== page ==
New-era authentication key widens trusted access to federal resources
The recent wave of highly public cyberattacks has cast a spotlight on last month’s White House executive order on cybersecurity, and the need for agencies to modernize their cybersecurity and authentication systems.
The executive order’s call for implementing zero-trust architecture, and new requirements to focus on more modern authentication strategies, signals an important turning point for government, say cybersecurity experts.
“This executive order will affect many organizations, both in the public and private sector, that work with the government [including] financial services, healthcare, the public sector, critical infrastructures, high tech, and education,” commented David Treece, Director Solutions Architecture at Yubico in a new report on modernized multifactor authentication (MFA) strategies.
The new directives lay out the need for agencies to implement a more multifaceted and modernized approach to authentication that can support today’s widely distributed and dynamically configured networks, according to a new report, produced by FedScoop and underwritten by Yubico.
The limits of CAC/PIV cards
The report highlights the rapidly evolving nature of authentication tools and the need for agencies to expand upon traditional public key infrastructure (PKI) methods. While the government’s long-established PKI-based Common Access Card (CAC) and Personal Identity Verification (PIV) credentials remain foundational to controlling access to defense and civilian systems respectively, they still have their limits.
Those working in command centers requiring simultaneous access to multiple systems, for instance, can generally only use their CACs to access one system at a time. CAC and PIV cards also require specialized contact-based card readers — to prevent someone from eavesdropping on the traffic that goes between the card and the card reader — making them difficult to use with modern devices such as mobile smartphones and tablets.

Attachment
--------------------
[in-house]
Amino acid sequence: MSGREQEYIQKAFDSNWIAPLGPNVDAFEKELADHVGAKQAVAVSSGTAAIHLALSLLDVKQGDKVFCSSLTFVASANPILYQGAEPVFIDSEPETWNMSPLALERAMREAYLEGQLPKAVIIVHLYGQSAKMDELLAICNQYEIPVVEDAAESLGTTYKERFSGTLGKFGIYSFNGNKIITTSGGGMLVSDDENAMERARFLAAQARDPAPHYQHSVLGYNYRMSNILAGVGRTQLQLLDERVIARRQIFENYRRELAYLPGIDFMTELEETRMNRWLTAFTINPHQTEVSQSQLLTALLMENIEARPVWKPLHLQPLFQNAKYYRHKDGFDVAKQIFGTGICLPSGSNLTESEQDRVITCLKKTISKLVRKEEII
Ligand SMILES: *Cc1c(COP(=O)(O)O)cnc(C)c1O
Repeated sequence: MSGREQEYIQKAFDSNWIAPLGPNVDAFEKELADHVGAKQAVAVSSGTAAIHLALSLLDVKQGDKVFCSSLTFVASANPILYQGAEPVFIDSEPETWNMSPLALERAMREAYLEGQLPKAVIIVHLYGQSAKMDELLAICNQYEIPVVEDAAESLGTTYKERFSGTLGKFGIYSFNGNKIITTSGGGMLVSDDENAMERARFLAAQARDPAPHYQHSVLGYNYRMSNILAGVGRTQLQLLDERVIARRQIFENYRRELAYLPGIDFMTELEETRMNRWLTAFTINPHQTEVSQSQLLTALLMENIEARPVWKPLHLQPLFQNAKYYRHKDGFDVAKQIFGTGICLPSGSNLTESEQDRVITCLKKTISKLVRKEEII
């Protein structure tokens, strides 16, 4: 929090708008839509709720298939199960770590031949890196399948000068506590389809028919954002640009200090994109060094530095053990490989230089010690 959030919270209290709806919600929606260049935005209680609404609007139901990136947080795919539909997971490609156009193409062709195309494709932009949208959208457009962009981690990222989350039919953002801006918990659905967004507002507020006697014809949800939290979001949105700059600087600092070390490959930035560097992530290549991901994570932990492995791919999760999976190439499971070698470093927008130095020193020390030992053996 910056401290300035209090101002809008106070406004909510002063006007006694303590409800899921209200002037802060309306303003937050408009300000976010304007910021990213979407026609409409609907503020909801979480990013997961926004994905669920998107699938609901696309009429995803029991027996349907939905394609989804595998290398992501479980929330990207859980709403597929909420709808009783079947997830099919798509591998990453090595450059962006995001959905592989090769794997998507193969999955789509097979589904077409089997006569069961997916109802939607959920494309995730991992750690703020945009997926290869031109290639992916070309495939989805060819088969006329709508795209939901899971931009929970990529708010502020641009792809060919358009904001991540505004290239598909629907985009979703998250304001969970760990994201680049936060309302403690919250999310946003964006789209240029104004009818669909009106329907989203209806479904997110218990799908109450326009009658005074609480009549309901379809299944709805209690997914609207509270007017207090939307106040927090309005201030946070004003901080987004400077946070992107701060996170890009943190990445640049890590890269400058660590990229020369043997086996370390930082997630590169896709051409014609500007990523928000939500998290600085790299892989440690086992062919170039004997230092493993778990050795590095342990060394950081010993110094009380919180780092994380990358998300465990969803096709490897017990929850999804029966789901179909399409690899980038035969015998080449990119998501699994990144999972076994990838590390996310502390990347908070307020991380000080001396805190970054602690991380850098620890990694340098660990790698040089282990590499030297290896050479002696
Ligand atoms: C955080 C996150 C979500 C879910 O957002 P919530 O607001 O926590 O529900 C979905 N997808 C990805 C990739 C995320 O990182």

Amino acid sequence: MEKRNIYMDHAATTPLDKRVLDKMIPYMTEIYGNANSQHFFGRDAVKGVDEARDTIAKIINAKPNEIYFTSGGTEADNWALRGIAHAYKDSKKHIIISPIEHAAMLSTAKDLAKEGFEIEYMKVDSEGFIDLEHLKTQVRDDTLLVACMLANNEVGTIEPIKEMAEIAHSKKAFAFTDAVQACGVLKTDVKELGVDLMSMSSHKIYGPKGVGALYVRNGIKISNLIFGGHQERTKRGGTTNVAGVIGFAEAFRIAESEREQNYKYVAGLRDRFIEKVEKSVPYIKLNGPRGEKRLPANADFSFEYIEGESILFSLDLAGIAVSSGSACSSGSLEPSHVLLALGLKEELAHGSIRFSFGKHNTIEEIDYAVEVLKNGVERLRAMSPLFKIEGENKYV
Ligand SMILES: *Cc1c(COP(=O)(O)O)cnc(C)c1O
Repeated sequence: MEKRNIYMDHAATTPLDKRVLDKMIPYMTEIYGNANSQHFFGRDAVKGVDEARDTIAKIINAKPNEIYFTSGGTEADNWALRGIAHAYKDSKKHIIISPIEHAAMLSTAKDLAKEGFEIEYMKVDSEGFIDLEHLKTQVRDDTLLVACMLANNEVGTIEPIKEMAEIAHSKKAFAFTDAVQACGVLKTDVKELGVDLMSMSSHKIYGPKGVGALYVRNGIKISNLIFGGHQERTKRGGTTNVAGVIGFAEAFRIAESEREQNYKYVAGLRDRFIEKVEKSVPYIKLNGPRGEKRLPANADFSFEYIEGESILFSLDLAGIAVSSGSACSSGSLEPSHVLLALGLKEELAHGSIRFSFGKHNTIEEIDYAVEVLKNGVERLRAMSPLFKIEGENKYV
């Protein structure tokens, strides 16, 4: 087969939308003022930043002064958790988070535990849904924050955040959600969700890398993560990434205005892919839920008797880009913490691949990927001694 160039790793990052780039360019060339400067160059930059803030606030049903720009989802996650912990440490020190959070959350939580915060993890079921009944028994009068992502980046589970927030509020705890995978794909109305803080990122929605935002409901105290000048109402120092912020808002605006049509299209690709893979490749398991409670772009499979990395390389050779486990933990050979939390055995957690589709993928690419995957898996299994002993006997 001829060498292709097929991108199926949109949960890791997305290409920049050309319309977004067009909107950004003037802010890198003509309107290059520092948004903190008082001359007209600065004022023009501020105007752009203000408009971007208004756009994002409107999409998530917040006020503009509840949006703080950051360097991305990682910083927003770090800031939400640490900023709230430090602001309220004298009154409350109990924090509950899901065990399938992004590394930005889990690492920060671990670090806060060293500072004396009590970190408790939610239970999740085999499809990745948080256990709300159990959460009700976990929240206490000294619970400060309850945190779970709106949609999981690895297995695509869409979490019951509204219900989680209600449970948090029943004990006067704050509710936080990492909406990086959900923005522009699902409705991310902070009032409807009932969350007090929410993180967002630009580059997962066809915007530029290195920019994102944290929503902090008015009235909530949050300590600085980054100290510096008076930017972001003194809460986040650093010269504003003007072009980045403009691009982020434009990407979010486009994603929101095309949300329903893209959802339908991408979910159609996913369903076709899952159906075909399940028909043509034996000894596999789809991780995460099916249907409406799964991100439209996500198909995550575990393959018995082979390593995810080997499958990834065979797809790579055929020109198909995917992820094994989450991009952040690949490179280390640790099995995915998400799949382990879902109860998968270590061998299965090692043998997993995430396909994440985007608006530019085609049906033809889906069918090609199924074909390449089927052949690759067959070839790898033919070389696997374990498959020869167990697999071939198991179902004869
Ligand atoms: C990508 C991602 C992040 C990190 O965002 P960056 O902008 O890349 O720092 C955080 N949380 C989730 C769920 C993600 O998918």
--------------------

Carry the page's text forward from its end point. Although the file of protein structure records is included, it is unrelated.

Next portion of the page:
Those and other limitations led a small group of engineers from Yubico in 2008 to develop the YubiKey, a hardware security key that utilizes DoD-approved PKI cryptography and Identify Federation Service (IFS) solutions to authenticate users as an alternative to CACs.
YubiKeys provide “a form factor that is as strong as the CAC or the PIV and can be used across multiple devices without a smart card reader,” explains Jeff Frederick in the report. Frederick is lead technical resource for the public sector team at Yubico. The YubiKey has since become a DOD-approved alternative authenticator.
Fast forward to the advent of cloud computing, the ubiquitous reliance on multiple mobile computing devices, and most recently, the massive redistribution of the government’s workforce during the pandemic, and the need for more modern and adaptable alternatives to multi-factor authentication has grown exponentially.
That led Yubico to work with various certificate authority (CA) vendors as well as with Google, Microsoft and other leading technology suppliers to advance the capabilities of remote authentication, says Frederick.
Most notably, Yubico became a founding member of the non-profit FIDO (Fast Identity Online) Alliance, formed to address the lack of interoperability among authentication devices. Yubico engineers have also teamed up with organizations to develop open, scalable and interoperable mechanisms which work effectively in the cloud and ultimately, are aimed at supplanting the reliance on passwords.
That has spawned a comprehensive line up of YubiKeys, capable of supporting multiple authentication protocols, allowing users to access accounts four-times faster than other two-factor authentication (2FA) and cut support calls by 92%, according to the report. And unlike other 2FA, YubiKeys store no data, require no network connection and don’t run on software — which is why users have experienced zero account takeovers.
The report highlight’s Yubico’s latest all-in-one multi-protocol YubiKey 5 FIPS Series is designed to meet the highest authenticator assurance level (AAL3) requirements from NIST for government and regulated industries.
“YubiKeys provide six, multi-factor authentication protocols all on one physical piece of hardware,” says Frederick, including the ability to support both legacy and modern security protocols, using static passwords, one-time passwords (OTP), PIV (smart card), OpenPGP, FIDO U2F and FIDO2. Additionally, Yubico designed the hardware so that the authentication secret is stored on a separate secure chip built into the YubiKey, so that it cannot be copied or stolen.
“Government agencies can use the YubiKey to bridge the gap to the future,” adds Rob Konosky, director for Yubico’s federal defense business. “There’s no reason to wait to start issuing hardware security keys such as the YubiKey to every single, soldier, sailor, airman and marine that has strong authentication needs.”
Download the full report and learn how Yubico can help accelerate your agency’s journey to zero trust.
This report was produced by FedScoop and underwritten by Yubico.